New Beginnings Church of Chicago Prepares to Go Into the Streets to Meet Violence with Compassion

Pastor Corey Brooks
Pastor Corey Brooks

In Woodlawn, on the South Side of Chicago, a crowd has gathered on the vacant gravel lot across the street from New Beginnings Church. Women line up under canvas tents to sign their names on bright pink enrollment cards, pledging to spend a few hours every Saturday afternoon on the most dangerous corners of the city.

There is a festive tone at 66th Street and South Dr. Martin Luther King Jr. Drive, where volunteers hunch over card tables registering for Sisters on the Street, a newly launched anti-violence initiative. A DJ spins rap music with Christian lyrics for dancing church ladies. One woman wields a large wooden cross like a drum major’s baton.

Amid the frivolity is a sober reminder of the stakes: Mary Long keeps her sunglasses on in the shade of the tent, her 19-month-old grandson peeking out from behind her shoulder. She holds a cardboard poster: “No more of our sons must be lost,”written in black marker next to the yearbook smile of her departed son, 17-year-old Eric Williams, shot and killed in 2012.

Indeed, more than 1,500 violent crimes have been reported in the surrounding neighborhood this year alone, including 356 batteries, 123 assaults and three homicides.

Pastor Corey Brooks wants New Beginnings Church to become the epicenter for a non-violence movement. And there is work to be done—even if it takes decades.

Brooks launched Brothers on the Block in the beginning of May, an initiative to recruit 5,000 men to stand on the 500 corners the Chicago Police Department has identified as “hot spots” for crime.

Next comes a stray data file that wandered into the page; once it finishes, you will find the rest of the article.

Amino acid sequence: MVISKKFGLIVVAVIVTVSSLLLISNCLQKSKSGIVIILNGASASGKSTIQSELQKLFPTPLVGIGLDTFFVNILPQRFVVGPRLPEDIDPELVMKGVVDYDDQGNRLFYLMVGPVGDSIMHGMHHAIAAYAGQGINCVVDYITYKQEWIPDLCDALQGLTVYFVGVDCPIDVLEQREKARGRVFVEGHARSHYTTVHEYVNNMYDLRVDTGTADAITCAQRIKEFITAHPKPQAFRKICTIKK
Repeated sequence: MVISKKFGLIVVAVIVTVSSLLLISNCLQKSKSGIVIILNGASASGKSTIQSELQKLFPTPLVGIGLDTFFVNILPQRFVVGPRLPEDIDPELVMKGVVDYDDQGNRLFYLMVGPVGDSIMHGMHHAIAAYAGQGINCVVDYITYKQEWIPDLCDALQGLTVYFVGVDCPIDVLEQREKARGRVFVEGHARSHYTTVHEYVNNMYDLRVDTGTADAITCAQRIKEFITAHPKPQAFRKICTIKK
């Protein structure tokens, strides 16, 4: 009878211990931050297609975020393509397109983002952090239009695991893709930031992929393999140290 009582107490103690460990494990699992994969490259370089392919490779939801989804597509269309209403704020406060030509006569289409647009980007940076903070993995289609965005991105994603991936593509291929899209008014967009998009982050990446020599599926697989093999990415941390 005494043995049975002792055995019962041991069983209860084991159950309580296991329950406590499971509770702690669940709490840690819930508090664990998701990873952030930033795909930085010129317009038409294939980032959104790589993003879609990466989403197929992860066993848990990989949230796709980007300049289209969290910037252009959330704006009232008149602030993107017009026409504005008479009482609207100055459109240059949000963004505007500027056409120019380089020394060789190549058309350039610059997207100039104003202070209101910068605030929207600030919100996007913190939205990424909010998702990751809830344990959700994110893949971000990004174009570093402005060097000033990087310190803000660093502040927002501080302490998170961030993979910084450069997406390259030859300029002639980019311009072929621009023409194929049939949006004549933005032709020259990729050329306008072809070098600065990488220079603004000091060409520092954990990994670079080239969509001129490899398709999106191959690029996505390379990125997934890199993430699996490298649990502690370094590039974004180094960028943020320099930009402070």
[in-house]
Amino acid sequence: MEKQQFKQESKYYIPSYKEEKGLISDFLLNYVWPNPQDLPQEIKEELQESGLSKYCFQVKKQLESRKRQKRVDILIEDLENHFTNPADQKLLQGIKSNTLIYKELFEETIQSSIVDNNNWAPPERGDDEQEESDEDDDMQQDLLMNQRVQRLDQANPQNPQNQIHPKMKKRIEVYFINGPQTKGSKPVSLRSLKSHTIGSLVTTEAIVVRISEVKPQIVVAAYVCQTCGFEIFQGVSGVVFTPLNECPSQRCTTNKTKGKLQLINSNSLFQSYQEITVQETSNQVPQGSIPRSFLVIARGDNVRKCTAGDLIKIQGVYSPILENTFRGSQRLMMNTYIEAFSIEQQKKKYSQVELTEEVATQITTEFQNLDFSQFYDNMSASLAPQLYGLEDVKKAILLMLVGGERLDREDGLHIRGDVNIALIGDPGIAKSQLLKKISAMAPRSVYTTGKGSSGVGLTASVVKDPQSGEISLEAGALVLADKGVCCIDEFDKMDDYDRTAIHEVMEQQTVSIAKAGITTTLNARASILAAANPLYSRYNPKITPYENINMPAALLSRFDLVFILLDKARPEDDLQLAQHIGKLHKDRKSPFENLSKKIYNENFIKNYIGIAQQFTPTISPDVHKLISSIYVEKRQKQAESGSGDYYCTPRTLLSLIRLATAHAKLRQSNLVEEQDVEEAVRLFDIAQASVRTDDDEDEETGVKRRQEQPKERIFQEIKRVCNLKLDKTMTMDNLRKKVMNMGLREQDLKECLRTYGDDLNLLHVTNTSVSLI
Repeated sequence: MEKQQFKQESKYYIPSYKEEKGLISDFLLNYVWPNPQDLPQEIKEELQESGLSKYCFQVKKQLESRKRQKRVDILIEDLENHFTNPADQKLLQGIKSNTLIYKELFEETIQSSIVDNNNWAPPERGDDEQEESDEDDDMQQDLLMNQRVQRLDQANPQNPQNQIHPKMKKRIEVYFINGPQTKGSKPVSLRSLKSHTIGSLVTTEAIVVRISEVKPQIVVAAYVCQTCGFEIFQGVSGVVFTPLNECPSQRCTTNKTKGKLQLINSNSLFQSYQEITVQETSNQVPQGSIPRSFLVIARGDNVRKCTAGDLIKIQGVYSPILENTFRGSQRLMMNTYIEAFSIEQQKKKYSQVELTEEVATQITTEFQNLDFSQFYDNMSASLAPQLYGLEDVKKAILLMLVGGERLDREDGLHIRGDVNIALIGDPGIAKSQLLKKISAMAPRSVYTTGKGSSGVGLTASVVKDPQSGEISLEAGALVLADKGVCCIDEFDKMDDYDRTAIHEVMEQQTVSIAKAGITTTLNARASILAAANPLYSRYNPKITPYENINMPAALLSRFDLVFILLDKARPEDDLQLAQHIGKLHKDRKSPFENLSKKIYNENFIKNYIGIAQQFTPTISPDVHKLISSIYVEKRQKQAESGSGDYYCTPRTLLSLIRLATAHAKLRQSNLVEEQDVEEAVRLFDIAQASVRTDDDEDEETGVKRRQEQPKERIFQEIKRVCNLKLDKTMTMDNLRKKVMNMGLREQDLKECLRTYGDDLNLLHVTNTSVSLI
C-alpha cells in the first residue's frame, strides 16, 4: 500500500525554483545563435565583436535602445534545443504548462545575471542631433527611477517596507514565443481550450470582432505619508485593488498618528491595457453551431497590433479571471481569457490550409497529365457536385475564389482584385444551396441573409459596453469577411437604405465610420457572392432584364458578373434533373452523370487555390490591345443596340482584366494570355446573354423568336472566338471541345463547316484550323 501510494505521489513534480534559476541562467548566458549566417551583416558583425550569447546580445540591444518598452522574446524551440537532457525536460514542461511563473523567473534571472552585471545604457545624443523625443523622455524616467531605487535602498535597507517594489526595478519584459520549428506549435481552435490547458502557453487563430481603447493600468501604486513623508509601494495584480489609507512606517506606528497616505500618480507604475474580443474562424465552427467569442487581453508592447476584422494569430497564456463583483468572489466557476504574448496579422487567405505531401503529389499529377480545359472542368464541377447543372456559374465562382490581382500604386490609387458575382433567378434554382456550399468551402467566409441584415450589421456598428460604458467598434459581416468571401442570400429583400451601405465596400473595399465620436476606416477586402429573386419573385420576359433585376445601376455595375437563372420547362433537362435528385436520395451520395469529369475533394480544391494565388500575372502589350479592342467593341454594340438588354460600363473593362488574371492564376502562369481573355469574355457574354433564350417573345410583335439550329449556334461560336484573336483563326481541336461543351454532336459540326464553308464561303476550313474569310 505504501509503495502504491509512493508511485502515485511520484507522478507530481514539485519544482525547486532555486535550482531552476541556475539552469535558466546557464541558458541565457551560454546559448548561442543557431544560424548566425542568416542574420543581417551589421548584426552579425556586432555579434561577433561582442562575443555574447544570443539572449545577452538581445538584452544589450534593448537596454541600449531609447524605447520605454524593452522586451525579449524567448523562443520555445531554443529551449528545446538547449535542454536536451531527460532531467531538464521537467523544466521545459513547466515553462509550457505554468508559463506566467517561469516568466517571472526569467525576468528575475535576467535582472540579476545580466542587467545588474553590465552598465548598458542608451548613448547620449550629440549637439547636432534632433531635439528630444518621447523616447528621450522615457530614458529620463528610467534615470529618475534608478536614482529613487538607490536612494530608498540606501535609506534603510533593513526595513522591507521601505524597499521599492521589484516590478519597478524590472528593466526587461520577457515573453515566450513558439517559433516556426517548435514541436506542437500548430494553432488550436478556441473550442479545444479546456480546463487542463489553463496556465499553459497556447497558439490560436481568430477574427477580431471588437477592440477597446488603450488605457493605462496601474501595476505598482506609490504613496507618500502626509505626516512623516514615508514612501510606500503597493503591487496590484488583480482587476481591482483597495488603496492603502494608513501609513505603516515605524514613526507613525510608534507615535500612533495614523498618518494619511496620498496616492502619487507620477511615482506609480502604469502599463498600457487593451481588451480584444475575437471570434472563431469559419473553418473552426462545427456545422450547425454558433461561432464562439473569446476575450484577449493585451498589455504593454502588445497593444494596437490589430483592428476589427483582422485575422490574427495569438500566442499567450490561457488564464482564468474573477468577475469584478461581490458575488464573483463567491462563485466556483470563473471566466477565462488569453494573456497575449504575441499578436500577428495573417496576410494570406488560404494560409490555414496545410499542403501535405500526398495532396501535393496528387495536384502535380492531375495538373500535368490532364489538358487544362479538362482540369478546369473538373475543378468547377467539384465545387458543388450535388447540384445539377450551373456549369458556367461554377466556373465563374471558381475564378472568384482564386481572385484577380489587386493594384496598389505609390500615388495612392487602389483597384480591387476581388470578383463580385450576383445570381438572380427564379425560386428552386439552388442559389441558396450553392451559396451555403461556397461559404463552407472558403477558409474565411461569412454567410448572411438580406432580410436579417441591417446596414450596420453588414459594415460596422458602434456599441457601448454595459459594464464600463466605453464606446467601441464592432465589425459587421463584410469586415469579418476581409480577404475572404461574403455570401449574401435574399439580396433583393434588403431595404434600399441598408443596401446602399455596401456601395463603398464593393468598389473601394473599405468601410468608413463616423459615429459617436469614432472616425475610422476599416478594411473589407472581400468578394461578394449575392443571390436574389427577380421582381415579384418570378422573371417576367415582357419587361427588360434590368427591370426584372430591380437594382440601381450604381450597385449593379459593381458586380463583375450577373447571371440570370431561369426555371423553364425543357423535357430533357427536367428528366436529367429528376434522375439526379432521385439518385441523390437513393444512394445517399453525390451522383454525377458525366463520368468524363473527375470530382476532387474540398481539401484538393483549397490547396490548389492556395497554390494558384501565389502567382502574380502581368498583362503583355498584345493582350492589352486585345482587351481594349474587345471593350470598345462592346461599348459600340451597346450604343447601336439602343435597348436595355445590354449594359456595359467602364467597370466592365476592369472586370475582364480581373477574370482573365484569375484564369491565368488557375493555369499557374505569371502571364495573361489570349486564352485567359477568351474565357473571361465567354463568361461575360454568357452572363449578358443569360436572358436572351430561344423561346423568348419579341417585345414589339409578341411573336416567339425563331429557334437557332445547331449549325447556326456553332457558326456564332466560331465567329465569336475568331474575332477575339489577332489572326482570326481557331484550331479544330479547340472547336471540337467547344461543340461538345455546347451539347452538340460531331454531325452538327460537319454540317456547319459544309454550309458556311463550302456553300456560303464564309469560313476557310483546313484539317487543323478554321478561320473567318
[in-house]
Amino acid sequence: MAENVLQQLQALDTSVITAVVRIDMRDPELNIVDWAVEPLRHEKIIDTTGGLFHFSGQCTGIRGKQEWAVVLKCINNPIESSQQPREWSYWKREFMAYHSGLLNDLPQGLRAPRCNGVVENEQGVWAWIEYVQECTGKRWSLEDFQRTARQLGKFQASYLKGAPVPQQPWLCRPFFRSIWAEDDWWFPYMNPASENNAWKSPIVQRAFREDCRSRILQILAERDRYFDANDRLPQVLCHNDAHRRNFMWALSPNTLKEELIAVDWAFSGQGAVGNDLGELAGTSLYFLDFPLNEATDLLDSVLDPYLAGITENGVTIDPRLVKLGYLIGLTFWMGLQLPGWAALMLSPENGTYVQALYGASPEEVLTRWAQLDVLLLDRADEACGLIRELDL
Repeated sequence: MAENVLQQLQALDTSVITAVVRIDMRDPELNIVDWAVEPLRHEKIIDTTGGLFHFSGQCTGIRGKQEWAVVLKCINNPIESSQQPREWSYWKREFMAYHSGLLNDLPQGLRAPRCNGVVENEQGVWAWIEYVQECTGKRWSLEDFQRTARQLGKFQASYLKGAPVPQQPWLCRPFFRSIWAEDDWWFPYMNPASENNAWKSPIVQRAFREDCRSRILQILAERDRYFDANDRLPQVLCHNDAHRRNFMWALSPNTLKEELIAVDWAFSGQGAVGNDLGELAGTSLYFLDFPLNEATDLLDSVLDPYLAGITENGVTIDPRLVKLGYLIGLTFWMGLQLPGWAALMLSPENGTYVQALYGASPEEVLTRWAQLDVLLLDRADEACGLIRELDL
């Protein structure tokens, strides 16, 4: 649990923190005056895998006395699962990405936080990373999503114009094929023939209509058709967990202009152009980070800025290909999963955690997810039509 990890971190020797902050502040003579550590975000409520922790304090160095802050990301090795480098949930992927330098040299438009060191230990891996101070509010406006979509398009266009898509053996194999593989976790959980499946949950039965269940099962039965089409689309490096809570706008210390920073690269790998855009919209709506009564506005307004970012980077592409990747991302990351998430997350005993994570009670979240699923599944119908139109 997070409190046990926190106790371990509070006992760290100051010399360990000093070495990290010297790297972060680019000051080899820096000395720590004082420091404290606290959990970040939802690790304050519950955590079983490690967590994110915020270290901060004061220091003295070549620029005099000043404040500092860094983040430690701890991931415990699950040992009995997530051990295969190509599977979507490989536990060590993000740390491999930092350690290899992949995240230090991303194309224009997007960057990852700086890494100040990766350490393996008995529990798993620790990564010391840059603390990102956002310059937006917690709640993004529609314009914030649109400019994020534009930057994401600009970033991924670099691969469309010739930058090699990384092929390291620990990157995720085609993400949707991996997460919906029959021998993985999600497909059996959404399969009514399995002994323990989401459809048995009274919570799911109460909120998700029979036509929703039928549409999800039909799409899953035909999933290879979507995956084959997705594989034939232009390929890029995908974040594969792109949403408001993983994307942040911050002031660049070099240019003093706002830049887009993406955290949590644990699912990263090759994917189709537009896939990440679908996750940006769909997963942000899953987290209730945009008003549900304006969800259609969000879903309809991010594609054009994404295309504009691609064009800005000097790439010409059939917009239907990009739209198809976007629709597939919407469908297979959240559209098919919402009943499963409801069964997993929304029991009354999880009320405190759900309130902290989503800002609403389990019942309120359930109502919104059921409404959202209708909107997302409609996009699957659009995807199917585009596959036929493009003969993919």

“We’re not trying to be combative, ”Brooks says. “We just want our community to be a better place. And so this is part of us taking responsibility ourselves, not waiting for somebody to do it for us.”

They have their work cut out for them. Since young men are most likely to be involved in violence on Chicago’s South Side and West Side, that’s where Brooks decided to focus his attention. About  90 percent of homicide victims in the city are male, 75 percent of them are black, and the majority of them are under the age of 26.

But after men started enlisting in Brooks’ army of peace, the women of his church said they wanted to help, too.

“People started instantly [saying] they wanna be involved,” Brooks says. “We were getting a lot of emails and tweets and Facebook messages, ‘Hey what about the women, Pastor Brooks? You’re leaving the women out. We wanna do something too.’”

A week after the launch of Brothers on the Block, Sisters on the Street was formed. In the first week of signup, female volunteers surpassed men.

“A lot of initiatives have been catering towards men, but girls need mentoring programs as well,” volunteer Nicole Howel says, shielding her eyes from the glare of the afternoon sun with her hand. “You cannot paint one side of the fence… you have to look at both sides, and you have to address all issues.“

Another volunteer, Shonda Williams says: “Not only are we sisters coming together we’re also moms, we’re aunts, we’re friends, neighbors. When you see women coming together as a whole…. This does show unity. We all just need to grab the hand that’s next to us and keep walking.”

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Source: Medill Reports | ROSS WILLIAMSAND ELLA SONJA WEST

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